Stocktaking: In December 2017, Member States, UN Agencies, and civil society met in Puerto Vallarta, Mexico to assess the input received during consultations. Also during this phase, UN Secretary General António Guterres released his report, Making Migration Work For All.
GCM co-facilitators Jürg Lauber (Permanent Representative of Switzerland to the UN) and Juan José Gómez-Camacho (Permanent Representative of Mexico to the UN), along with their teams of writers released the Zero Draft of the GCM in early February 2018. This kicked off the third and final phase of the drafting process.
Negotiations: For one week out of each month from February to July 2018, Member State representatives convened at the UN Headquarters in New York for intergovernmental negotiations. During carefully structured sessions lead by the co-facilitators, Member States debated the text of the GCM. Co-facilitators also provided space for members of civil society to offer suggestions. Between sessions, the co-facilitators and their writing teams would edit the text, considering the comments received during each round. The text changed significantly throughout the process, highlighting how active and important these kinds of negotiations are.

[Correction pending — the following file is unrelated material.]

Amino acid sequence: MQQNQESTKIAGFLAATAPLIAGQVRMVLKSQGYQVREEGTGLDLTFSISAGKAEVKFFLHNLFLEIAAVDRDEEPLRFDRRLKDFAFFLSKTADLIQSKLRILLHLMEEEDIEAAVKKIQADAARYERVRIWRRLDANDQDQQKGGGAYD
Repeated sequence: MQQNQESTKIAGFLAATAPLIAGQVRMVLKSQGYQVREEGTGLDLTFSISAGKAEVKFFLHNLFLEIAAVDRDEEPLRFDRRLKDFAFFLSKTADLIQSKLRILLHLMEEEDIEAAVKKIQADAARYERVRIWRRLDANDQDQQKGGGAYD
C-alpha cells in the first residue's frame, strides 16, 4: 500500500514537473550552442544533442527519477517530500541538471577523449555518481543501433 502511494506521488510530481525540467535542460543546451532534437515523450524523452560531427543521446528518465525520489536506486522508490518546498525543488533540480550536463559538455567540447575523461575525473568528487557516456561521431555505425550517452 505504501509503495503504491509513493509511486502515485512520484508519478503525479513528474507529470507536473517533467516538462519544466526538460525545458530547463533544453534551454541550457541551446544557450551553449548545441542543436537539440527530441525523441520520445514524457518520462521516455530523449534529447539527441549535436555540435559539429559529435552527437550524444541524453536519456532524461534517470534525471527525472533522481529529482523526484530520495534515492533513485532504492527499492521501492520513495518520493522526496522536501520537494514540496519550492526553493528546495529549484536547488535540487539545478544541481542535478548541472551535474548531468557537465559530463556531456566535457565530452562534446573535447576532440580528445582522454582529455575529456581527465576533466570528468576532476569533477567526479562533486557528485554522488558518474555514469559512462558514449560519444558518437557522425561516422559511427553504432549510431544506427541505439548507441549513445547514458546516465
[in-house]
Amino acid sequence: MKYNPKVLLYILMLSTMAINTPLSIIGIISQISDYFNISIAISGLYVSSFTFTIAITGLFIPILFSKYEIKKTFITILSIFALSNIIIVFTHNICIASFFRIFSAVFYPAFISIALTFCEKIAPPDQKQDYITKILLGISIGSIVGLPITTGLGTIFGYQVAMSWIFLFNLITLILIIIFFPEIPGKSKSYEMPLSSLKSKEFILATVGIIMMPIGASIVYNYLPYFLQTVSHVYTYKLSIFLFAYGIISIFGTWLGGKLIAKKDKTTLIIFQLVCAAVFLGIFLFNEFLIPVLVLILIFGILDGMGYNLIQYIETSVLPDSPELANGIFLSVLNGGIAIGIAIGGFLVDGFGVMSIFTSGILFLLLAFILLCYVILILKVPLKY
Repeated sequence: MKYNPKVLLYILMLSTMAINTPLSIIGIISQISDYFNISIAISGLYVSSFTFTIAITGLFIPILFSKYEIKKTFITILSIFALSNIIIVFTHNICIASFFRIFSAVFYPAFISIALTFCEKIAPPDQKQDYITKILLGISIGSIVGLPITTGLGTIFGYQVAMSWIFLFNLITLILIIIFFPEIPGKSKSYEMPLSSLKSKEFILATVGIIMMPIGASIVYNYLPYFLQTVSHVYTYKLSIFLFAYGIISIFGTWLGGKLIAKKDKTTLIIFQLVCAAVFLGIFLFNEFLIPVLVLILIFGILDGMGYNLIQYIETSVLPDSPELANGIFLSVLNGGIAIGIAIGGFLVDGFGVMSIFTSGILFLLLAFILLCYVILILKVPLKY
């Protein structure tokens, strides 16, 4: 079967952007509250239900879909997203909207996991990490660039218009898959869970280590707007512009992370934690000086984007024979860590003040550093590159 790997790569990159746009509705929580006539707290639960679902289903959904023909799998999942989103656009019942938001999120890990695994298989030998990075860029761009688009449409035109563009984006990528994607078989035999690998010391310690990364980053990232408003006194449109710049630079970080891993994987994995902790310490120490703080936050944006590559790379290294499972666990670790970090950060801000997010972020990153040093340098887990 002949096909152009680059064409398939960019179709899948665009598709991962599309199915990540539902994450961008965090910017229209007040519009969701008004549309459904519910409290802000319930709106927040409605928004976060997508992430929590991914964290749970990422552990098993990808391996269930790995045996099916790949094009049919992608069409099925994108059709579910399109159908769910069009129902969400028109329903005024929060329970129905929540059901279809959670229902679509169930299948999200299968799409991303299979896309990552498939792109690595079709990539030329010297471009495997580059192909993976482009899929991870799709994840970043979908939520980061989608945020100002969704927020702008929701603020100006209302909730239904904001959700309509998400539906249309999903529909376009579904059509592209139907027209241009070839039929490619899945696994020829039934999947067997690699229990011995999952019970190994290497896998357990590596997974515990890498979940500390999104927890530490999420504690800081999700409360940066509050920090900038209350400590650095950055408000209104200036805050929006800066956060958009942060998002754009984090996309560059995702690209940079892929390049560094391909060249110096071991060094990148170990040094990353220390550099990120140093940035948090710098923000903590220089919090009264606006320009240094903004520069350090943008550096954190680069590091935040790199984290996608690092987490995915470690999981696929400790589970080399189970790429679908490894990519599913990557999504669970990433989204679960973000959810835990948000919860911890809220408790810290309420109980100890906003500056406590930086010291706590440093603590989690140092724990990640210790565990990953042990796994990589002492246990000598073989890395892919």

On July 13, 2018, the co-facilitators ended the negotiations phase, concluding the drafting process and finalizing the text of the GCM. The finalized text in its entirety can be viewed here.
Although the text has been finalized, it will not be formally adopted by UN Member States until the Intergovernmental Conference to Adopt the Global Compact for Safe, Orderly and Regular Migration, which will be held in Marrakesh, Morocco on December 10-11, 2018.
The MCC UN Office was one of hundreds of civil society actors closely following the process of drafting the GCM. Non-governmental organizations, faith-based organizations, migrants’ rights groups, migrants themselves, and diverse inter-organizational coalitions were present at every round of negotiations and hard at work behind the scenes in the weeks between.